Animations created at the
University of Adelaide have been on display to the world, as featured by
a Nobel Prize winner for Physics in his recent Nobel Prize Lecture in Stockholm,
The animations, created by Associate Professor in Physics at
the University of Adelaide Dr Derek Leinweber, illustrate Quantum Chromodynamics
(QCD), the underlying theory of the so-called “strong interactions” in quantum
These are the interactions between quarks and gluons, which are the building blocks of matter and energy in the universe.
In his lecture on December 8, Nobel Laureate Professor Frank Wilczek used
the animations, which were created by Dr Leinweber at the ARC Special Research Centre for the Subatomic Structure of Matter (CSSM), based at the University of Adelaide.
This year, there were three joint winners of the Nobel Prize in Physics:
David J. Gross (University of California), H. David Politzer (California
Institute of Technology) and Frank Wilczek (Massachusetts Institute of Technology).
They’ve been recognised for their discovery of a particular behaviour of
quarks, known as “asymptotic freedom”.
Dr Leinweber says he was excited to learn that his visualisations would be featured in the Nobel Prize Lecture.
"Of course I was delighted to be approached by Professor Wilczek to use our
animations in his Nobel Prize Lecture. Many of these animations were designed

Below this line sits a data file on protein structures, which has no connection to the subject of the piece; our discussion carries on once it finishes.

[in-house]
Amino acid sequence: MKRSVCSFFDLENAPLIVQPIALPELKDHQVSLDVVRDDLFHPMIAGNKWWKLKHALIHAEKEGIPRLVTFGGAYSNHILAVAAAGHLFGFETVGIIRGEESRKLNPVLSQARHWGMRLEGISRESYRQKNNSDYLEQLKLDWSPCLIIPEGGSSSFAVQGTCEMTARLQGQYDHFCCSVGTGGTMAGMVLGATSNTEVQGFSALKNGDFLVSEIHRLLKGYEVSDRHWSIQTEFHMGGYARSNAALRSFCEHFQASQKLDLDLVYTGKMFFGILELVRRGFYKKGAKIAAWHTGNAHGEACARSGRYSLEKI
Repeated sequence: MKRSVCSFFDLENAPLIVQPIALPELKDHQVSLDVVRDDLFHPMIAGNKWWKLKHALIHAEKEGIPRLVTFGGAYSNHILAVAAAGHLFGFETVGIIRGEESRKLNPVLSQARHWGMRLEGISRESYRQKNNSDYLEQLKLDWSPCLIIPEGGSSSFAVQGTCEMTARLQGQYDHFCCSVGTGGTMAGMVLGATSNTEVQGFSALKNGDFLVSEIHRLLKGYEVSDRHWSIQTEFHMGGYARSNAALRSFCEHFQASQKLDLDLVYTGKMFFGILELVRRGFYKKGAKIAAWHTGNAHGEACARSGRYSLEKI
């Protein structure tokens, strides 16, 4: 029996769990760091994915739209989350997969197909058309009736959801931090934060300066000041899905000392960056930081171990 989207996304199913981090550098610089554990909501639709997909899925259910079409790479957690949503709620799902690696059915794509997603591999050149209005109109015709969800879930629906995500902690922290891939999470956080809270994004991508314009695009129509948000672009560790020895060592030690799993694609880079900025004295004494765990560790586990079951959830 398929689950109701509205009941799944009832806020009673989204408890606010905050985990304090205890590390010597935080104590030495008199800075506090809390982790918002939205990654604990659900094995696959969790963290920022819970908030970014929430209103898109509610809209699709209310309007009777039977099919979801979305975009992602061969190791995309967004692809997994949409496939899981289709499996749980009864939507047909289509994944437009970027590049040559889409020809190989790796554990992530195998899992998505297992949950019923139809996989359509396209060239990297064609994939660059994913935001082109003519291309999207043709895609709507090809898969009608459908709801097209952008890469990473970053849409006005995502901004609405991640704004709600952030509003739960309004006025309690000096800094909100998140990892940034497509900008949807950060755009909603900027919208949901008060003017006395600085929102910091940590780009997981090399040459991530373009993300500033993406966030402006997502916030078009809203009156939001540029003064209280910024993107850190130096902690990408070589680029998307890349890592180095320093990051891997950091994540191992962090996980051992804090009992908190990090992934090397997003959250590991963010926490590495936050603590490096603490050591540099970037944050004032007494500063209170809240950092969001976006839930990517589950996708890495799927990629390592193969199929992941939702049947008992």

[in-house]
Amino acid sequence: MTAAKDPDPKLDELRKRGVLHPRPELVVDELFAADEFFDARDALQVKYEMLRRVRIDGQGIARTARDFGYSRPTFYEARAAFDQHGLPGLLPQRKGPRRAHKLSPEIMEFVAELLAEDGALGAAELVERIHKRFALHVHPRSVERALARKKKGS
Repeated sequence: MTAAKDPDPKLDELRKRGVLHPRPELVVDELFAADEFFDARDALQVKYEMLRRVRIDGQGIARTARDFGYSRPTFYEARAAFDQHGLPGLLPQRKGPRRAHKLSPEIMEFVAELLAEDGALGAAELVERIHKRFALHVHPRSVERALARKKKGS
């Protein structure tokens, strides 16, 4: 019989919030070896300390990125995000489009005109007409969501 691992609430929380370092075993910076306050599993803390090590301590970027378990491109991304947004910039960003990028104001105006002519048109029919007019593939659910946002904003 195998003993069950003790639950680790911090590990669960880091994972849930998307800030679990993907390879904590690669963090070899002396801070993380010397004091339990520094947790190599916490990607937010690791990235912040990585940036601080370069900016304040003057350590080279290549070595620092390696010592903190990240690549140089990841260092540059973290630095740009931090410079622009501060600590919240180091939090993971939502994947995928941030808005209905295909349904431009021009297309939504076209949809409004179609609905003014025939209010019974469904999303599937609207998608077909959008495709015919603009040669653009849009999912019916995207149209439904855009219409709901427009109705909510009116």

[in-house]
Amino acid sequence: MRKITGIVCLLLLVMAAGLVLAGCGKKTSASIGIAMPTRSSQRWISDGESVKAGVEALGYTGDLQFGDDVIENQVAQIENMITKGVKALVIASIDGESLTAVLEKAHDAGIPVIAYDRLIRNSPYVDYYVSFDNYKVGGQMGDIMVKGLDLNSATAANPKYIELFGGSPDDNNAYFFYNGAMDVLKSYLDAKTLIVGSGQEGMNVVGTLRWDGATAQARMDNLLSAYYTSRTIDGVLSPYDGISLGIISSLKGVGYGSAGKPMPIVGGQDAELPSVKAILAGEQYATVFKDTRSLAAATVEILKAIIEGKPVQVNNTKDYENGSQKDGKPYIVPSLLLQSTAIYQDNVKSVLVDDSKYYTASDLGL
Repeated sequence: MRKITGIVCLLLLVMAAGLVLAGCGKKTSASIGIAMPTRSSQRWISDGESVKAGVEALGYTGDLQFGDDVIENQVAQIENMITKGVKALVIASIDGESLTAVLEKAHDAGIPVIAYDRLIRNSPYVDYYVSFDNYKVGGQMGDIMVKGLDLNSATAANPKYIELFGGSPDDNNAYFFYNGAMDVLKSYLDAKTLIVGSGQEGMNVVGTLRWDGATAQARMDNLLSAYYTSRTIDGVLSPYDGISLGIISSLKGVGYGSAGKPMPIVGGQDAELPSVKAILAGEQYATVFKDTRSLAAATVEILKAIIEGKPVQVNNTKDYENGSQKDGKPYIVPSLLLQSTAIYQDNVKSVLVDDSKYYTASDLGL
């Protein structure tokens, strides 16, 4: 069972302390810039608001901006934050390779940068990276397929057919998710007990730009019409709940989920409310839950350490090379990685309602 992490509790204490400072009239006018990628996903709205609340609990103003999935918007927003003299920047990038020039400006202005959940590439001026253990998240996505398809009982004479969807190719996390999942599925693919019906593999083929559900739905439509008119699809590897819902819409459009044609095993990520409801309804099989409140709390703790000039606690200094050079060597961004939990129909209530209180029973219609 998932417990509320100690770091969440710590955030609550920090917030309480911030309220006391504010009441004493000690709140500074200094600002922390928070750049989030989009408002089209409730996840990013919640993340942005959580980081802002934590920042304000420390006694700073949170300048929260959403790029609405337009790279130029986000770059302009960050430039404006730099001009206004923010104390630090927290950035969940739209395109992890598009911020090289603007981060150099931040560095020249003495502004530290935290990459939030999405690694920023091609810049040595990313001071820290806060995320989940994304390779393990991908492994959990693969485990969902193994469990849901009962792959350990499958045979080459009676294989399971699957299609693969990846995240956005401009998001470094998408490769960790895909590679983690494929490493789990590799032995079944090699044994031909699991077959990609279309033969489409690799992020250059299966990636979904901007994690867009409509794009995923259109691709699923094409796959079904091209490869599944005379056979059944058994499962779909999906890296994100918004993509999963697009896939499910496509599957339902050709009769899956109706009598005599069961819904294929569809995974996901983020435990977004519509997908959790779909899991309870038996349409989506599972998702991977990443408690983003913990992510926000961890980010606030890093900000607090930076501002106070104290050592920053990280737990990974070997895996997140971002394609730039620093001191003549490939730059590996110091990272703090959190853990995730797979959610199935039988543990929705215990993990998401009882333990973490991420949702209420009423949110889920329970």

precisely to bring the exciting world of QCD to the public in general," Dr
Supercomputing resources to study the complex interactions
of quarks and gluons and create the CSSM Visualizations have been provided
generously by the South Australian Partnership for Advanced Computing (SAPAC) and the National Facility of the Australian Partnership for Advanced Computing (APAC).
"We live in a unique time, when the predictions of quantum mechanics from
the early 1900s, which led to the discovery of the transistor, are now realised
as the seeds of modern technology where nearly every new electronic device
contains a computer chip," says the Director of CSSM and SAPAC at the University
of Adelaide, Professor Tony Williams.
“"Today we use the fruits of quantum
mechanics, namely supercomputers, to study the offspring of quantum mechanics;
that of Quantum Field Theory."
In his role as Deputy Director of Applications
and Visualisations at SAPAC, Dr Leinweber aims to bring the capabilities
of scientific data visualisation to South Australian researchers.
SAPAC team is working hard to build a new Visualisation Suite to enable researchers
and industry to understand complex data sets, and explore new research directions,"
Dr Leinweber says.
The animations featured in Professor Wilczek's Nobel Prize Lecture may be viewed at:
Professor Wilczek's lecture may be viewed in full at: